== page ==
Abstract illustration of the houses of Clybourne Park

A Raisin in the Sun

by Lorraine Hansberry

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In A Raisin in the Sun, how has the Younger family changed since moving?

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In the play A Raisin in the Sun, we never actually get to see the Younger family in their new house. However, based on some of the ending dialogue and actions of Act III, we can make some predictions about how their life has changed and will continue to change once in the new home.

Towards the end of Act III, Lindner returns to the Younger’s apartment in order to settle with the Younger family so that they do not move into the house in the all-white neighborhood. Convinced that Walter was going to accept the deal, the Younger family listened with disappoint as Walter said (575):

“And we have decided to move into our house because my father - my father - he earned it for us brick by brick. We don’t want to make no trouble for nobody or fight no causes, we will try to be good neighbors. And that’s all we got to say about that. We don’t want your money.”

This single piece of dialogue leads us to believe that the differences that the Younger family had throughout the play have now subsided as Walter has put his dream and his disappointment aside in order to fulfill the dream of others in the family. In solidarity, Beneatha and Mama reaffirm what Walter said by saying, “That’s what the man said” and “I’m afraid you don’t understand. My son said we was going to move and there ain’t nothing left for me to say,” respectively (575). Once bitter towards Walter for his selfish decisions, both Beneatha and Mama are now proud to stand next to Walter in his manly decision.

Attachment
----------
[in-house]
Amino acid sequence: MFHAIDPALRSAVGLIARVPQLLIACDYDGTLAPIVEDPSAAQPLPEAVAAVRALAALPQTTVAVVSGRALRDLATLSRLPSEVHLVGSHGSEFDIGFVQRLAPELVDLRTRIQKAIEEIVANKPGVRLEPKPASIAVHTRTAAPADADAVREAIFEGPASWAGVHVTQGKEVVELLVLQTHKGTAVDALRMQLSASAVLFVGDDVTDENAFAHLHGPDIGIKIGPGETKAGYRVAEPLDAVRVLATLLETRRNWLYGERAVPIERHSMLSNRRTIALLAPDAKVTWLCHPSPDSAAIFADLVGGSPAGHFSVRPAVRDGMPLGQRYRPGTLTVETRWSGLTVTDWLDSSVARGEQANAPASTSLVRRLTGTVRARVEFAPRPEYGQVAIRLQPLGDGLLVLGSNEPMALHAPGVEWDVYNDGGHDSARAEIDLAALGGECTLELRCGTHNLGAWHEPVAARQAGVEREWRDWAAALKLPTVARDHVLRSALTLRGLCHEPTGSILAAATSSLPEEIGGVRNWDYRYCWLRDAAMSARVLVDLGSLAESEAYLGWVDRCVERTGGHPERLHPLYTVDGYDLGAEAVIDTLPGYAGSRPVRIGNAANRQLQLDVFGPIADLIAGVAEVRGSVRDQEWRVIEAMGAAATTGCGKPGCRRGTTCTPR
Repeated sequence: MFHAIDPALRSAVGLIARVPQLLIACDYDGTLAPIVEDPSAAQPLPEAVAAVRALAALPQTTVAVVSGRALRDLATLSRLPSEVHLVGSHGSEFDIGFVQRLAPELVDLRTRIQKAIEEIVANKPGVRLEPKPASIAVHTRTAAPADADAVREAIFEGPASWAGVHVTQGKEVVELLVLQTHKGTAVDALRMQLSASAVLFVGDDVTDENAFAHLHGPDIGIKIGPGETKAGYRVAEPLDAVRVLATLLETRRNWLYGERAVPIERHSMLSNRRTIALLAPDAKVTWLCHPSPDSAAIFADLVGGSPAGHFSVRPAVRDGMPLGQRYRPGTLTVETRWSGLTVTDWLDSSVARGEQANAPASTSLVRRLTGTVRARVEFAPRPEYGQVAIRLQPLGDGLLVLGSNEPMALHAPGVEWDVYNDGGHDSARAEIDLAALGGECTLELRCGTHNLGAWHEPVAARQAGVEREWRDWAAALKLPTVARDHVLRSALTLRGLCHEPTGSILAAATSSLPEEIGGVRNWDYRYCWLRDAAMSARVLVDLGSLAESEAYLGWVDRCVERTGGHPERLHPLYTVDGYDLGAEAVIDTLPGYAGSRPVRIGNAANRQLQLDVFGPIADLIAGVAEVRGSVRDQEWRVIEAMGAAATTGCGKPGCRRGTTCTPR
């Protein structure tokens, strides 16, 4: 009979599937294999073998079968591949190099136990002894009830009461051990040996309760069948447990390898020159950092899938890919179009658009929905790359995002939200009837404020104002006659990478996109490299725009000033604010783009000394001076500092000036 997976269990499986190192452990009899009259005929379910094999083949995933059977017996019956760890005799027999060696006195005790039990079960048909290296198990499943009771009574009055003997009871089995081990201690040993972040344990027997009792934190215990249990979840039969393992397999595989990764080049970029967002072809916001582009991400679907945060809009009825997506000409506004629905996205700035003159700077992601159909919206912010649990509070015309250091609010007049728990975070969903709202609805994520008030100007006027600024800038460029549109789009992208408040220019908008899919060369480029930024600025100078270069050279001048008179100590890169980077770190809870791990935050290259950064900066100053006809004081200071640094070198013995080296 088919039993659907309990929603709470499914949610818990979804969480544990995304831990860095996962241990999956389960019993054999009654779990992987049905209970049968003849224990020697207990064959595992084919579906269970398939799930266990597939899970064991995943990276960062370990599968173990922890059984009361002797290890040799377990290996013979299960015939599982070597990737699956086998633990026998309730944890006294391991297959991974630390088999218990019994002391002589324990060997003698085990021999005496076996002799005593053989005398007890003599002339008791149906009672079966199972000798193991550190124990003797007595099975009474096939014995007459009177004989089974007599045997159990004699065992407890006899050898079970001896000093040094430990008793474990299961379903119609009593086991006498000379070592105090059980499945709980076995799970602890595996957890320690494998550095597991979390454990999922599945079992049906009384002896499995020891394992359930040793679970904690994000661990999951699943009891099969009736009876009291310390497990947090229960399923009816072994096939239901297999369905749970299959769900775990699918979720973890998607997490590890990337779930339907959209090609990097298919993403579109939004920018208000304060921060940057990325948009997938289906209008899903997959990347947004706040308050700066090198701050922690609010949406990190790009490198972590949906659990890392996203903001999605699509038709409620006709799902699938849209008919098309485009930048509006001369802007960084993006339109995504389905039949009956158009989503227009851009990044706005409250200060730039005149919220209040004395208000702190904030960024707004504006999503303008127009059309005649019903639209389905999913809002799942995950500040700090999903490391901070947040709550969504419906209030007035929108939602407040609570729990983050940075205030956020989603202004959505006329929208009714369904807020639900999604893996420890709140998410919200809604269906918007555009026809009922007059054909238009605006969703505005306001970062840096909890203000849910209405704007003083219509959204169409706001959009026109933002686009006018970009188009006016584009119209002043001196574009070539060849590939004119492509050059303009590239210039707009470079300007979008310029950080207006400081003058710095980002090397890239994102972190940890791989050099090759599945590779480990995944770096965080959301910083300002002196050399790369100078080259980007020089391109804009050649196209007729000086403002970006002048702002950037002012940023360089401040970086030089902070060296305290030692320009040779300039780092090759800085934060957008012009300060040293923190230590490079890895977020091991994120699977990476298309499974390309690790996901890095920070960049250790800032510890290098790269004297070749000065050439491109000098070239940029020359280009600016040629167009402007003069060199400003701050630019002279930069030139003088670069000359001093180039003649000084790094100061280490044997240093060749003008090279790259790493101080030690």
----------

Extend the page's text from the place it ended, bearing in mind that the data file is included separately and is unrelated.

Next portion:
The only ominous tone at the end of the play comes from Lindner, who with shock, declares, “I sure hope you people know what you’re getting into” (576).

After a beat, Ruth motivates everyone to get up and get moving, continuing the theme of family solidarity. Beneatha talks with Mama about how Asagai asked her to marry him and move to Africa, to which Mama responds, “You ain’t old enough to marry nobody” (576). This is quite different from the interest Mama had in her love life in the beginning of the play.

Once most of the Youngers are out of the apartment, Mama said to Ruth, referring to Walter, “He finally came into his manhood today, didn’t he?” (577). Mama can now feel confident that she has raised a son that will be able to take care of his family.

Mama shows signs of being sad to leave the apartment, and she is actually the last one to go. She leaves once, but abruptly returns to grab her plant and take it along with her into the new house. The symbol of the plant reminds us that the family will need constant care and nurturing, but within the right environment, they will prosper.

**Please note that the page numbers are coming from a textbook in which the play appears. Actual page numbers may differ; however, all quotes are from the end of Act III.**

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